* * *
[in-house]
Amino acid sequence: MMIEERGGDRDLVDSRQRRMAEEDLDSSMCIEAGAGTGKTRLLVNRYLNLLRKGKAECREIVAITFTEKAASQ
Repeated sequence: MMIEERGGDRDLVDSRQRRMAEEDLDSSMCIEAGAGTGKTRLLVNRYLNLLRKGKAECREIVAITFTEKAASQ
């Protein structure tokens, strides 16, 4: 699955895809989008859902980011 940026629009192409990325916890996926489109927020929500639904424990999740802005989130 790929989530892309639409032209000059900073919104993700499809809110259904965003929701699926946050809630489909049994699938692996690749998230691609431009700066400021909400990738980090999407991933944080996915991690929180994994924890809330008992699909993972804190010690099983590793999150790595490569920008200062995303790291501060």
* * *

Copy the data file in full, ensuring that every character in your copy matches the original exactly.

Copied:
[in-house]
Amino acid sequence: MMIEERGGDRDLVDSRQRRMAEEDLDSSMCIEAGAGTGKTRLLVNRYLNLLRKGKAECREIVAITFTEKAASQ
Repeated sequence: MMIEERGGDRDLVDSRQRRMAEEDLDSSMCIEAGAGTGKTRLLVNRYLNLLRKGKAECREIVAITFTEKAASQ
């Protein structure tokens, strides 16, 4: 699955895809989008859902980011 940026629009192409990325916890996926489109927020929500639904424990999740802005989130 790929989530892309639409032209000059900073919104993700499809809110259904965003929701699926946050809630489909049994699938692996690749998230691609431009700066400021909400990738980090999407991933944080996915991690929180994994924890809330008992699909993972804190010690099983590793999150790595490569920008200062995303790291501060």